Description OpenStreetMap (OSM) of Edinburgh has provided an outstanding resource. It uses a CC-BY-SA licence, and thus avoids the restrictive licensing and copyright conditions imposed by Ordnance Survey, Google and other other proprietary maps. Though only two-thirds through the project, the MESH OSM has been used by the City of Edinburgh Council, Historic Environment Scotland, individual businesses, Cockburn Association (Edinburgh Civic TRust) for its annual Doors Open Programme, Old Edinburgh Club (Edinburgh's History Society), the National Library of Scotland and a number of others to provide an understanding of their memberships/buildings/tranasport routes/businesses.
Sector Agriculture, Food and Drink,Communities and Social Services/Policy,Construction,Creative Economy,Digital/Communication/Information Technologies (including Software),Education,Leisure Activities, including Sports, Recreation and Tourism,Government, Democracy and Justice,Manufacturing, including Industrial Biotechology,Culture, Heritage, Museums and Collections,Retail,Transport
Impact Types Cultural,Societal,Economic,Policy & public services
 
Description Conference paper: 'MESH: Mapping Edinburgh's Social History', State of the Map Scotland Conference 2015 
Form Of Engagement Activity A talk or presentation
Part Of Official Scheme? No
Geographic Reach International
Primary Audience Professional Practitioners
Year(s) Of Engagement Activity 2015
URL http://wiki.openstreetmap.org/wiki/State_of_the_Map_Scotland_2015/Day_3#Schedule
 
Description Conference paper: 'MESH: Mapping Edinburgh's Social History', Urban History/Urban Presence, Leeds Beckett University 
Form Of Engagement Activity A talk or presentation
Part Of Official Scheme? No
Geographic Reach International
Primary Audience Professional Practitioners
Year(s) Of Engagement Activity 2015
 
Description Lecture: "Overview of spatial, historical, free datas: practices, tools and on-line uploading", LabEx Dynamite 2015 Summer School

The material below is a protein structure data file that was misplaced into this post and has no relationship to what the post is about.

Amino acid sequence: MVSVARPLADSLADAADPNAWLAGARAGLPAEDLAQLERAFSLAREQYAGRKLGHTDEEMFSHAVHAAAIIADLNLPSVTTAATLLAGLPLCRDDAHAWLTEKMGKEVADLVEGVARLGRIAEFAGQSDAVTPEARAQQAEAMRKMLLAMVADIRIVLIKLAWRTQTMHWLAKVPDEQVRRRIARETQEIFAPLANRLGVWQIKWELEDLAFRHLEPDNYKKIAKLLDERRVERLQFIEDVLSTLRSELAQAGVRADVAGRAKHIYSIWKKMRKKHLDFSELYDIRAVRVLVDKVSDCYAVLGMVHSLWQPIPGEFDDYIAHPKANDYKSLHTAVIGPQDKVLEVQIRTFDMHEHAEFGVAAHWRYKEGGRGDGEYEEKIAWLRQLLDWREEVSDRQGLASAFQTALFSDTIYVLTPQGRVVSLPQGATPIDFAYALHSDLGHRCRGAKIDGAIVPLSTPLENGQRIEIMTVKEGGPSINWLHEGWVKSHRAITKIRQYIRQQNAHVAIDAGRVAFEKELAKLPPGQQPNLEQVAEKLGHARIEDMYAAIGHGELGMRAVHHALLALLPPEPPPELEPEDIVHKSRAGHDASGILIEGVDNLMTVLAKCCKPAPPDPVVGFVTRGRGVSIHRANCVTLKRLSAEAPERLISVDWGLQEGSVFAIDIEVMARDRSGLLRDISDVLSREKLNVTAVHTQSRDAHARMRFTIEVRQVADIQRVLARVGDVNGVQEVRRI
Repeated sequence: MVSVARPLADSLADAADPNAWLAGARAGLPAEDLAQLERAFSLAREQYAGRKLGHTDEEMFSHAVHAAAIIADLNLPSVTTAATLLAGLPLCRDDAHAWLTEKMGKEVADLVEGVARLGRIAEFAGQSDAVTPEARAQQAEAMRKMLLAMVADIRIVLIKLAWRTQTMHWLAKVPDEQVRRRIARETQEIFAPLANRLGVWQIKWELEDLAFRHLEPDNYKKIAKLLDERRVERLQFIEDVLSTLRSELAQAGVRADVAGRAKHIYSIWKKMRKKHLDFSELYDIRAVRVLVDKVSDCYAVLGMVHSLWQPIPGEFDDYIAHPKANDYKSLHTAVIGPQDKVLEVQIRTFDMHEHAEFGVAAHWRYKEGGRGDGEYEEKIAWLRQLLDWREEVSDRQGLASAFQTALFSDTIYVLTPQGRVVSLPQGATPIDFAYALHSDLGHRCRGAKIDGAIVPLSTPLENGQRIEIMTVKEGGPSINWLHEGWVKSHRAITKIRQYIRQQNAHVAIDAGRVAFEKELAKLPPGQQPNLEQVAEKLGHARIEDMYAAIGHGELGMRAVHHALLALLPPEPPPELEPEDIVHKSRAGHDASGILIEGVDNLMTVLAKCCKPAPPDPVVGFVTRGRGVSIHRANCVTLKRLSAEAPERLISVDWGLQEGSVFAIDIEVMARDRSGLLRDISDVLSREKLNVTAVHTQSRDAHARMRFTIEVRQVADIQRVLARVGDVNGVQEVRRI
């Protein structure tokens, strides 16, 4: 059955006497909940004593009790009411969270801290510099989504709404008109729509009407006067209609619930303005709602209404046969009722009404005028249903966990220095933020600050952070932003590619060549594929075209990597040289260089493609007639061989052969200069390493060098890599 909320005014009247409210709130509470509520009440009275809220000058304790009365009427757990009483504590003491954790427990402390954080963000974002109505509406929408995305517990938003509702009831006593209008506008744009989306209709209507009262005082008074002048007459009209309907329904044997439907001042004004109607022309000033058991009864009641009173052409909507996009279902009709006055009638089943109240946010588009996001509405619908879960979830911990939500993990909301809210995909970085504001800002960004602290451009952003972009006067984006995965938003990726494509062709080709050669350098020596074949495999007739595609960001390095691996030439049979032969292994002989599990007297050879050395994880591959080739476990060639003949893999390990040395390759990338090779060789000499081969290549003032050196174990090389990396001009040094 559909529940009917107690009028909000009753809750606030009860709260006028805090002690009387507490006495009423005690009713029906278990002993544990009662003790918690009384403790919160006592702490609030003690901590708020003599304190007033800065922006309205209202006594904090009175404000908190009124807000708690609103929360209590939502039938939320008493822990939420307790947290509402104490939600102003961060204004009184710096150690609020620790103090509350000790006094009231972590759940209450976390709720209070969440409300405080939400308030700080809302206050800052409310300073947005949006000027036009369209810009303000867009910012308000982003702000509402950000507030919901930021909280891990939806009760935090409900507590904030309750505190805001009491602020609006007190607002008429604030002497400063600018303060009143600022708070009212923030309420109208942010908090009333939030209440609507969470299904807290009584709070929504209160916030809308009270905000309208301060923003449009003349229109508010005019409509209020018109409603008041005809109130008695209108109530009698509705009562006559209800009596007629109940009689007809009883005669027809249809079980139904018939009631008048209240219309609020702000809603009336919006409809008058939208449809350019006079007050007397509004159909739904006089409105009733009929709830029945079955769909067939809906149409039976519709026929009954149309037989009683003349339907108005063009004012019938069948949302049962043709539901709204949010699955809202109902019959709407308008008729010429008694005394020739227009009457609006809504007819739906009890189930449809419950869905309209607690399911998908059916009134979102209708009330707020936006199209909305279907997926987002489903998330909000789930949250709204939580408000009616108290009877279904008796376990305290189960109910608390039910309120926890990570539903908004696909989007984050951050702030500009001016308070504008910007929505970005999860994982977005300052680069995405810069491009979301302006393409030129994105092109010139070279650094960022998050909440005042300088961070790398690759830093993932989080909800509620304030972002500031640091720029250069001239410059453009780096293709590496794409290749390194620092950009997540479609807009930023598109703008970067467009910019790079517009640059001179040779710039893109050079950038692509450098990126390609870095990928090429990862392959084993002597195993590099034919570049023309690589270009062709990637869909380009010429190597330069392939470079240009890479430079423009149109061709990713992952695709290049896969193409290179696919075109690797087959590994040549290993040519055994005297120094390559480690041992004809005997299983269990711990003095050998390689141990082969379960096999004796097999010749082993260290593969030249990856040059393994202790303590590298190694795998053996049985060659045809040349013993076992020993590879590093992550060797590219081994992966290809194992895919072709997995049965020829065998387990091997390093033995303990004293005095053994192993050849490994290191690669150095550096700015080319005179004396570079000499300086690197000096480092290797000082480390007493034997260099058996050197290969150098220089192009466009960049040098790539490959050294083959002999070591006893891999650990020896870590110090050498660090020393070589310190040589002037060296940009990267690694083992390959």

Form Of Engagement Activity A talk or presentation
Part Of Official Scheme? No
Geographic Reach International
Primary Audience Postgraduate students
Year(s) Of Engagement Activity 2015
URL http://labex-dynamite.com/en/labex-events/summer-schools/summer-school-2015/summer-school-2015-provi...
 
Description Practical work and advice session: 'MESH: Mapping Edinburgh's Social History', Digital Humanities Network, University of Edinburgh 
Form Of Engagement Activity Participation in an activity, workshop or similar
Part Of Official Scheme? No
Geographic Reach Local
Primary Audience Other audiences
Year(s) Of Engagement Activity 2015
 
Description Public talk: 'Auld Reekie: Slums, Sewers and Shitscapes', Big History Event - Water Aid 
Form Of Engagement Activity A talk or presentation
Part Of Official Scheme? No
Geographic Reach Local
Primary Audience Public/other audiences
Year(s) Of Engagement Activity 2015
URL https://www.youtube.com/watch?v=6kuZF-ygXw4&feature=youtu.be
 
Description Public talk: 'MESH: Mapping Edinburgh's Social History', Currie and District Local History Society 
Form Of Engagement Activity A talk or presentation
Part Of Official Scheme? No
Geographic Reach Local
Primary Audience Schools
Year(s) Of Engagement Activity 2015
 
Description Public talk: 'MESH: Mapping Edinburgh's Social History', Scottish Arts Club 
Form Of Engagement Activity A talk or presentation
Part Of Official Scheme? No
Geographic Reach Local
Primary Audience Schools
Year(s) Of Engagement Activity 2015
 
Description Public talk: 'Meat, Drink and be Merry in Victorian Edinburgh', Edinburgh Doors Open Day 
Form Of Engagement Activity A talk or presentation
Part Of Official Scheme? No
Geographic Reach Local
Primary Audience Public/other audiences
Year(s) Of Engagement Activity 2015
URL http://www.cockburnassociation.org.uk/uploads/downloads/DoD/Edinburgh%20Doors%20Open%20Day%202015%20...
 
Description Public talk: 'The Foundation and Significance of Edinburgh's Colonies', Colony of Artists 10th Annual Exhibition, Abbeyhill Primary School 
Form Of Engagement Activity A talk or presentation
Part Of Official Scheme? No
Geographic Reach Regional
Primary Audience Public/other audiences
Year(s) Of Engagement Activity 2015
URL http://www.colony-of-artists.com/
 
Description Scottish Association of Geography Teachers Conference 2015 
Form Of Engagement Activity Participation in an activity, workshop or similar
Part Of Official Scheme? No
Geographic Reach Regional
Primary Audience Schools
Year(s) Of Engagement Activity 2015
URL http://www.sagteach.org/conference.html
 
Description Workshop participation: 'Digital Mapping', Digital Mapping Workshop, University of Leicester 
Form Of Engagement Activity A talk or presentation
Part Of Official Scheme? No
Geographic Reach National
Primary Audience Postgraduate students
Year(s) Of Engagement Activity 2015
 
Description Workshop participation: 'MESH: Mapping Edinburgh's Social History', Workshop of Working Group 9, European Historical Population Samples Network 
Form Of Engagement Activity A talk or presentation
Part Of Official Scheme? No
Geographic Reach International
Primary Audience Professional Practitioners
Year(s) Of Engagement Activity 2015